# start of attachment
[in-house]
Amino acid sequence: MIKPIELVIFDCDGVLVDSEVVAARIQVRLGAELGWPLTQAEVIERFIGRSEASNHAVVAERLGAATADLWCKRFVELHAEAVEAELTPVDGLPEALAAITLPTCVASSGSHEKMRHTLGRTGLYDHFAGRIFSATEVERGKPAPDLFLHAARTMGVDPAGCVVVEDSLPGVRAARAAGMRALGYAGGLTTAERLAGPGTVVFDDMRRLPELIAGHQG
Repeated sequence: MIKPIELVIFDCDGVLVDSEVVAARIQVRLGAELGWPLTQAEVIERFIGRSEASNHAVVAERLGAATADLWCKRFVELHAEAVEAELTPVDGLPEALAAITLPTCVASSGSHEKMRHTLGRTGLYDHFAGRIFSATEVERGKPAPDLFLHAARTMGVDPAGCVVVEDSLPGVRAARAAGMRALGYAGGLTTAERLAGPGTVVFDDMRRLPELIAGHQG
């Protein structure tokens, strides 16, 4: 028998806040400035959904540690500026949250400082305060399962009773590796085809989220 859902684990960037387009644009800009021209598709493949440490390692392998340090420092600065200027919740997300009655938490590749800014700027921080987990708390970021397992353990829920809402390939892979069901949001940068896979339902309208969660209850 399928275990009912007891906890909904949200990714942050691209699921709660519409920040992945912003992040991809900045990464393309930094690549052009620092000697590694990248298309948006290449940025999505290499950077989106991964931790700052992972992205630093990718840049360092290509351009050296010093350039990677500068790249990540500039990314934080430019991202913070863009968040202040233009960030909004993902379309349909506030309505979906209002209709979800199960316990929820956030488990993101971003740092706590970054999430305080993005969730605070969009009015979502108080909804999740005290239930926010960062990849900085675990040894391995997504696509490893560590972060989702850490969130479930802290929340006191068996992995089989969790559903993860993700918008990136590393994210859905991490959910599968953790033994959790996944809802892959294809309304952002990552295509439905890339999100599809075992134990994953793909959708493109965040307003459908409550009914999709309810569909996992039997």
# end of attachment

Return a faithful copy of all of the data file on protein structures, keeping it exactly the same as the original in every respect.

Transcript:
[in-house]
Amino acid sequence: MIKPIELVIFDCDGVLVDSEVVAARIQVRLGAELGWPLTQAEVIERFIGRSEASNHAVVAERLGAATADLWCKRFVELHAEAVEAELTPVDGLPEALAAITLPTCVASSGSHEKMRHTLGRTGLYDHFAGRIFSATEVERGKPAPDLFLHAARTMGVDPAGCVVVEDSLPGVRAARAAGMRALGYAGGLTTAERLAGPGTVVFDDMRRLPELIAGHQG
Repeated sequence: MIKPIELVIFDCDGVLVDSEVVAARIQVRLGAELGWPLTQAEVIERFIGRSEASNHAVVAERLGAATADLWCKRFVELHAEAVEAELTPVDGLPEALAAITLPTCVASSGSHEKMRHTLGRTGLYDHFAGRIFSATEVERGKPAPDLFLHAARTMGVDPAGCVVVEDSLPGVRAARAAGMRALGYAGGLTTAERLAGPGTVVFDDMRRLPELIAGHQG
């Protein structure tokens, strides 16, 4: 028998806040400035959904540690500026949250400082305060399962009773590796085809989220 859902684990960037387009644009800009021209598709493949440490390692392998340090420092600065200027919740997300009655938490590749800014700027921080987990708390970021397992353990829920809402390939892979069901949001940068896979339902309208969660209850 399928275990009912007891906890909904949200990714942050691209699921709660519409920040992945912003992040991809900045990464393309930094690549052009620092000697590694990248298309948006290449940025999505290499950077989106991964931790700052992972992205630093990718840049360092290509351009050296010093350039990677500068790249990540500039990314934080430019991202913070863009968040202040233009960030909004993902379309349909506030309505979906209002209709979800199960316990929820956030488990993101971003740092706590970054999430305080993005969730605070969009009015979502108080909804999740005290239930926010960062990849900085675990040894391995997504696509490893560590972060989702850490969130479930802290929340006191068996992995089989969790559903993860993700918008990136590393994210859905991490959910599968953790033994959790996944809802892959294809309304952002990552295509439905890339999100599809075992134990994953793909959708493109965040307003459908409550009914999709309810569909996992039997």